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Doing A Lot vs Doing The Right Things

I’m sitting in the midst of boxes this morning. Boxes full of Christmas decorations waiting to be put back in storage, and boxes of new desks and bookshelves from Ikea. One hour in that place and I believe that this is the year everything will be organized, streamlined, and clutter free! I believe.

Add in that everywhere you look on social media, someone is sharing their tips and tricks for starting the New Year off right. It’s that time of year. We all want to be better, and it really is a good thing to make goals and plans to achieve them. But while so many of us do this in our personal lives, what about in our ministry?

Are you planning to make this year of ministry as effective as possible?

Not just thinking and believing it will happen, but actually planning. You may already have this year’s calendar full, your volunteers may already be lined up and your promotions done. But, now is a good time to ask yourself some questions.

What are we trying to accomplish?

The mission of your church and your specific ministry area should be reflected in everything done. Start with a reminder of what you’re being called by God to do. In our church, we recently posted the mission and vision in large letters in our Welcome Center. We wanted the reminder for all of our teams, and to share with our visitors what we’re about. We sometimes have to say, “no” to an idea and point back to that as our why. Just because it’s good, doesn’t mean it’s for us to do.

Is everything we’ve planned not just good, but necessary?

This might be a controversial question at first. Give it some thought regardless. We can get caught up in doing what we’ve always done, or in having certain activities every week or month for the sake of having them. Or, we may even just not want to say no. But if they aren’t necessary to accomplishing your mission, what exactly are they accomplishing? It could be that they are fun or are tradition. If your best resources, your people, are busy doing these things, it will take away from your ability to minister in ways that do meet your mission. In the past year, our church made the very difficult decision to end a long running program. It caused a lot of heartache among even the people who decided it. It was still good, but it was no longer necessary.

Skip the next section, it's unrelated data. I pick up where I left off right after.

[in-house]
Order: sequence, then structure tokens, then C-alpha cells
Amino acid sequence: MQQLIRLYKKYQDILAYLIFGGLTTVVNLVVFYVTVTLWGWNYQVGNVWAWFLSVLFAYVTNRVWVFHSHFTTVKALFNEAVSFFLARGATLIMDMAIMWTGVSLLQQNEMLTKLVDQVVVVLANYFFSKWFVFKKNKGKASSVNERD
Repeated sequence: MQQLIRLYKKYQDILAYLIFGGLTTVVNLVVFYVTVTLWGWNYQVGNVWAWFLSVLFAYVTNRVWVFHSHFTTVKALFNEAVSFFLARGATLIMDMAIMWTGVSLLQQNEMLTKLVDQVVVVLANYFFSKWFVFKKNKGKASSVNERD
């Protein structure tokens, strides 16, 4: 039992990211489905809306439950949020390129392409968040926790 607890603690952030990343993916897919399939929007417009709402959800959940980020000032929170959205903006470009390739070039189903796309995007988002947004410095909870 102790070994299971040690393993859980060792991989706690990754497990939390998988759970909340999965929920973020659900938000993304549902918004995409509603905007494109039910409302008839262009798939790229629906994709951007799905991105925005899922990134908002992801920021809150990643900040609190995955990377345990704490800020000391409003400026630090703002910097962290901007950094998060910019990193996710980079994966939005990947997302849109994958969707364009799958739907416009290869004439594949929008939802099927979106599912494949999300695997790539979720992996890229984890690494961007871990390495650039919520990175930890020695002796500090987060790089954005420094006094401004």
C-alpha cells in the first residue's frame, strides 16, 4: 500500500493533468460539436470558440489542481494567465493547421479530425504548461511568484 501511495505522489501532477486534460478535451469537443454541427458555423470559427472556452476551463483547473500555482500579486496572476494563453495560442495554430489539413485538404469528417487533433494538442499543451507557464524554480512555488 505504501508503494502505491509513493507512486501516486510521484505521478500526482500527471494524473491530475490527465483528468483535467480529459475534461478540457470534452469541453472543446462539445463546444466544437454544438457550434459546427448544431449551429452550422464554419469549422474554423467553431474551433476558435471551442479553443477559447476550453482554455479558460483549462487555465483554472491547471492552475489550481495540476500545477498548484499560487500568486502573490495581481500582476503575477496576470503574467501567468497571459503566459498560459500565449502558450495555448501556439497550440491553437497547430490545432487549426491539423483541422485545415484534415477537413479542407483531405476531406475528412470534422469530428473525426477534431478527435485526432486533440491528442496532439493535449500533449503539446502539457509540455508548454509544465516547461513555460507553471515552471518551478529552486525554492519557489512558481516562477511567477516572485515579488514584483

Is there margin?

In our most treasured books, such as our daily Bible, the margin is often filled in with our notes and prayers. It stays blank until we fill it. In life, the margin is that space we leave, only to be filled in with something amazing or important. Without that margin, when things arise that need to be added in, we have no room. In ministry, the same is needed. When the calendar is filled to the brim, or your volunteers are maxed out in hours they can serve, we must sometimes pass up opportunities to do amazing things. A new idea that fits our mission and people are excited about just can’t be executed this year. An opportunity to partner with an organization or ministry just can’t be done, and the chance is lost. Leave margin. We struggle with this, and are often trying to cram things in where there is no margin. We sometimes pull it off, and sometimes pay the price of burning people out despite pulling it off. I’ll say it again: Leave margin.

Is there margin in your own life?

A life of ministry can be powerful and worthwhile, but also draining. This is true whether you’re a full time staff member, or a volunteer adding their service on top of another full time job. If there is no margin in your own life to rest, and to add in the things that you either want to or must, you won’t be as effective, and may not last. Try blocking out time each week that is for you. As the week approaches, you may need to, or choose to, fill it in. Or you may be able to use that time to rest and recharge. As you practice adding margin, you may increase the size and find that much of life’s greatest moments happen there.

Asking yourself these questions and making adjustments cannot just happen in January though. This is the time of year when it seems most natural, but it should be an ongoing process in both your ministry and personal life. We can make this a year of not just doing a lot, but of doing the right things.

Here are some additional resources that may help:

Michael Hyatt: How to Create More Margin in Your Life

Paul Brown: Forbes: If You Want To Be Successful, Don’t Confuse Being Busy With Getting The Right Things Done

Dale Hudson: Church Leaders: 10 Ways to Know When It’s Time to Stop a Ministry Program

Anita Davis Sullivan is a mom of two boys, church drama director and creative team member, plus wife to the funniest KidStuf guy ever to set foot on a stage. By day, she is a Software Product Manager, and in her free five minutes a day, she also shares her heart at anitadavissullivan.com. She’d love to meet you there.

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